Researchers Tell Women Medication Abortions Are Safe. Then Asks All The Ways They Want To Have Out-Of-Clinic Abortions

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Grace Carr Reporter
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Researchers sent online surveys to thousands of American women asking about their preferences regarding medication abortion, prefacing the questions with a statement that medication abortions are safe.

Published by Elsevier, the study says that nearly half of U.S. women support alternative methods for the provision of medication abortions, including getting the abortion pill ahead of time for later use if necessary.

The researchers prefaced their questions with, “Medication abortion, or the abortion pill, is a safe and effective way to terminate a pregnancy up to 10 weeks,” according to the study’s methods section.

A medication abortion occurs when a woman takes a mifepristone pill at a clinic and a second pill of misoprostol between six and 48 hours later, usually at home, according to Planned Parenthood. The pill is used to end pregnancies up to 10 weeks.

The study gathered its data by surveying a nationally representative sample of women ages 18 to 49 in August 2017. The survey aimed to gauge general support and personal interest in alternative methods of access to abortion pills. Those methods included receiving the pills in advance from a doctor for future use, over-the-counter from a drugstore and online without a prescription.

A total of 7,022 eligible women completed the online survey, and nearly half — 49 percent — supported one of the three alternative provision models. Forty-four percent supported advance provision, 37 percent supported over-the-counter access and 29 percent supported online access.

The study was first accepted Oct. 22 and is not yet available to the public online.

The researchers also included that medication abortions are safe in the study’s introduction and do not include the risks associated with the procedure. “Medication abortion (MA) is safe and effective and has the potential to revolutionize the way people access and experience abortion, moving it away from a medicalized procedure to a self-managed experience at home,” reads the study’s introduction.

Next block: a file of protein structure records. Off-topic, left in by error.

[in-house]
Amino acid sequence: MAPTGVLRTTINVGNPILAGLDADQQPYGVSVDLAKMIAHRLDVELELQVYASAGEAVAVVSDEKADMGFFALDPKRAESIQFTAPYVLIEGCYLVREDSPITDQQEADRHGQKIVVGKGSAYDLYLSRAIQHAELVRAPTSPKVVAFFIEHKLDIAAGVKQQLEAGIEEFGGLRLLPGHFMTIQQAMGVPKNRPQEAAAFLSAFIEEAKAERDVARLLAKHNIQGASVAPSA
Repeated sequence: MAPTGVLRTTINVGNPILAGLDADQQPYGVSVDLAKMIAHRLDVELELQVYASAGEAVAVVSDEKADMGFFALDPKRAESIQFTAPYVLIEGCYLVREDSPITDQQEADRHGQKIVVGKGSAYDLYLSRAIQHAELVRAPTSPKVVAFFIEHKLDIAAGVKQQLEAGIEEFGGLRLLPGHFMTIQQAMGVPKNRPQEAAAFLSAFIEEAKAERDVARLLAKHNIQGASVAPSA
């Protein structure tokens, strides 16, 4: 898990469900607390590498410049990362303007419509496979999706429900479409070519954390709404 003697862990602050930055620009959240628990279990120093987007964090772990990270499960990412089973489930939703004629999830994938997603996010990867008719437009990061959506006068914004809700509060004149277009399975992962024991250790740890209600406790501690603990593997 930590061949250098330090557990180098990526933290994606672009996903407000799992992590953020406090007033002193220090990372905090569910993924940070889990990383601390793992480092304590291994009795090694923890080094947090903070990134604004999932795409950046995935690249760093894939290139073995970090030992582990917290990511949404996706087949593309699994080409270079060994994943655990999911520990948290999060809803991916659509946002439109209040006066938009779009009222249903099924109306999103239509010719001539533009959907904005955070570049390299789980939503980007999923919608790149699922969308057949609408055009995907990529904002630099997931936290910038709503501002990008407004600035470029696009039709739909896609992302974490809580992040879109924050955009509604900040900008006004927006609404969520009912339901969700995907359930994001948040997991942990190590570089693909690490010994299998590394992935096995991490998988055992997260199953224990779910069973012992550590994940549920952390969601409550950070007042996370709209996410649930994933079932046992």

Abortion or pregnancy (Shutterstock/Motortion Films)

A woman debates whether to have a medication abortion or continue with the pregnancy. (Shutterstock/Motortion Films)

Medication abortions have a higher rate of complications than surgical abortions, according to a University of California San Francisco December 2014 study that analyzed data from over 50,000 U.S. women who obtained abortions between 2009 and 2010. The overall rate of complications is low, according to the study. (RELATED: Abortion Groups Claim Abortion Pill Is Totally Safe. Here Are The FDA’s Latest Numbers)

A Finish study reported similar findings. Over 42,600 Finish women who had abortions between 2000 and 2006 were followed until 42 days post-abortion, in an October 2009 study. The overall incidence of adverse events was nearly four times higher for medication abortions at 20 percent compared with surgical abortions at 5.6 percent, according to the National Institutes of Health.

“Medication abortions are significantly riskier than surgical abortions because there are follow-up appointments that are required, and a lot of women do not follow-up afterwards,” former Planned Parenthood clinic director Abby Johnson told The Daily Caller News Foundation in an exclusive phone interview Wednesday, explaining that the majority of deaths occur after “retained products of the fetus still in the uterus become septic.”

The researchers attribute the reasons that women did not express support for alternative methods to limited knowledge about medication abortions. “Apprehension about the safety of these alternative models of care likely stems from limited knowledge regarding the safety, effectiveness and process of having a medication abortion, and misperceptions that an abortion requires in-clinic screening to be safe,” the study says.

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